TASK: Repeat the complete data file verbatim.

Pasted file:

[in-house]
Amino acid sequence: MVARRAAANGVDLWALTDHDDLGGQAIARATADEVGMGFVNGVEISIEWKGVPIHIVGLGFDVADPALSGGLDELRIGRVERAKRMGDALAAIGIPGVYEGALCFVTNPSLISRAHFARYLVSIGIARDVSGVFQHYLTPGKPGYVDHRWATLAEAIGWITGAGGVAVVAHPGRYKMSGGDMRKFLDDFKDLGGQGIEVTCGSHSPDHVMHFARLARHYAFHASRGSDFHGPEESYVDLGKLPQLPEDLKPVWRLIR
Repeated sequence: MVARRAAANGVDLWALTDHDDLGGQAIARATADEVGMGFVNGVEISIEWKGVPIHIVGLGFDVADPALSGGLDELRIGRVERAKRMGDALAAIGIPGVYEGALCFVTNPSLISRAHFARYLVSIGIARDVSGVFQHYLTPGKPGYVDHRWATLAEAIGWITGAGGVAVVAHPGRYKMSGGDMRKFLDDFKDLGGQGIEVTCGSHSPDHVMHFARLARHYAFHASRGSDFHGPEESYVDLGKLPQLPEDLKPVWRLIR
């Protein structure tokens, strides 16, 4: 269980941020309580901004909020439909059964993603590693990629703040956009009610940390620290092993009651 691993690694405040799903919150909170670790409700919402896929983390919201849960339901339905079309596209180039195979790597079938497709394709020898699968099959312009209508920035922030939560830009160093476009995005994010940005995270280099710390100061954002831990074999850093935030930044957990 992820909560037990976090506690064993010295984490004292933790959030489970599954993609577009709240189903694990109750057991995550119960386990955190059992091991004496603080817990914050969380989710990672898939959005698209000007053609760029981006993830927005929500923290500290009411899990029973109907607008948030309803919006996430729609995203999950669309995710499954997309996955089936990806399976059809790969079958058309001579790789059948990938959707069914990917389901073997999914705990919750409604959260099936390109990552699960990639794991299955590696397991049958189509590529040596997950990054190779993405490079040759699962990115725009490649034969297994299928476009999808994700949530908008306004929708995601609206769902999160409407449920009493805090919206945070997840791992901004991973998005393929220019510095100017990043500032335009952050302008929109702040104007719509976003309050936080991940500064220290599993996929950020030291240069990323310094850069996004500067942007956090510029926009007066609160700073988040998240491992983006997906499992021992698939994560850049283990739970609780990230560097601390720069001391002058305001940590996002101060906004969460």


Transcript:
[in-house]
Amino acid sequence: MVARRAAANGVDLWALTDHDDLGGQAIARATADEVGMGFVNGVEISIEWKGVPIHIVGLGFDVADPALSGGLDELRIGRVERAKRMGDALAAIGIPGVYEGALCFVTNPSLISRAHFARYLVSIGIARDVSGVFQHYLTPGKPGYVDHRWATLAEAIGWITGAGGVAVVAHPGRYKMSGGDMRKFLDDFKDLGGQGIEVTCGSHSPDHVMHFARLARHYAFHASRGSDFHGPEESYVDLGKLPQLPEDLKPVWRLIR
Repeated sequence: MVARRAAANGVDLWALTDHDDLGGQAIARATADEVGMGFVNGVEISIEWKGVPIHIVGLGFDVADPALSGGLDELRIGRVERAKRMGDALAAIGIPGVYEGALCFVTNPSLISRAHFARYLVSIGIARDVSGVFQHYLTPGKPGYVDHRWATLAEAIGWITGAGGVAVVAHPGRYKMSGGDMRKFLDDFKDLGGQGIEVTCGSHSPDHVMHFARLARHYAFHASRGSDFHGPEESYVDLGKLPQLPEDLKPVWRLIR
């Protein structure tokens, strides 16, 4: 269980941020309580901004909020439909059964993603590693990629703040956009009610940390620290092993009651 691993690694405040799903919150909170670790409700919402896929983390919201849960339901339905079309596209180039195979790597079938497709394709020898699968099959312009209508920035922030939560830009160093476009995005994010940005995270280099710390100061954002831990074999850093935030930044957990 992820909560037990976090506690064993010295984490004292933790959030489970599954993609577009709240189903694990109750057991995550119960386990955190059992091991004496603080817990914050969380989710990672898939959005698209000007053609760029981006993830927005929500923290500290009411899990029973109907607008948030309803919006996430729609995203999950669309995710499954997309996955089936990806399976059809790969079958058309001579790789059948990938959707069914990917389901073997999914705990919750409604959260099936390109990552699960990639794991299955590696397991049958189509590529040596997950990054190779993405490079040759699962990115725009490649034969297994299928476009999808994700949530908008306004929708995601609206769902999160409407449920009493805090919206945070997840791992901004991973998005393929220019510095100017990043500032335009952050302008929109702040104007719509976003309050936080991940500064220290599993996929950020030291240069990323310094850069996004500067942007956090510029926009007066609160700073988040998240491992983006997906499992021992698939994560850049283990739970609780990230560097601390720069001391002058305001940590996002101060906004969460």